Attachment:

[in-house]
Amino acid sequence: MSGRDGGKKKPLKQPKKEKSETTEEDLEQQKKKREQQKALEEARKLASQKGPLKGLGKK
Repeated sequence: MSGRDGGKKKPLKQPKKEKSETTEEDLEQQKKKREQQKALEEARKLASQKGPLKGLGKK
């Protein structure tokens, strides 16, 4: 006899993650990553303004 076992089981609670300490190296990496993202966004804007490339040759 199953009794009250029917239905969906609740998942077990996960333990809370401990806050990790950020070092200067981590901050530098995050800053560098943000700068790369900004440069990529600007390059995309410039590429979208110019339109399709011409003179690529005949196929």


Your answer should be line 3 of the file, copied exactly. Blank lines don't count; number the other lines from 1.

Repeated sequence: MSGRDGGKKKPLKQPKKEKSETTEEDLEQQKKKREQQKALEEARKLASQKGPLKGLGKK